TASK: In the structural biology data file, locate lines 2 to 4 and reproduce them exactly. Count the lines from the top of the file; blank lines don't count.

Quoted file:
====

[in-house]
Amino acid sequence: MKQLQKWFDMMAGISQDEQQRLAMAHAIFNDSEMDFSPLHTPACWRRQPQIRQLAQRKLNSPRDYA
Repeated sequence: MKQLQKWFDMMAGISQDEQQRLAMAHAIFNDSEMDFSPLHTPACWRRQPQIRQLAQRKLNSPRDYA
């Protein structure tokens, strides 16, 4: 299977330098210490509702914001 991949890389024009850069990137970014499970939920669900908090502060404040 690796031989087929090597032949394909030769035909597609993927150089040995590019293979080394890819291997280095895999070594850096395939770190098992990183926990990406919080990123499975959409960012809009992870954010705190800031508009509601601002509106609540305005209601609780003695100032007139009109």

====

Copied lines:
Amino acid sequence: MKQLQKWFDMMAGISQDEQQRLAMAHAIFNDSEMDFSPLHTPACWRRQPQIRQLAQRKLNSPRDYA
Repeated sequence: MKQLQKWFDMMAGISQDEQQRLAMAHAIFNDSEMDFSPLHTPACWRRQPQIRQLAQRKLNSPRDYA
């Protein structure tokens, strides 16, 4: 299977330098210490509702914001 991949890389024009850069990137970014499970939920669900908090502060404040 690796031989087929090597032949394909030769035909597609993927150089040995590019293979080394890819291997280095895999070594850096395939770190098992990183926990990406919080990123499975959409960012809009992870954010705190800031508009509601601002509106609540305005209601609780003695100032007139009109």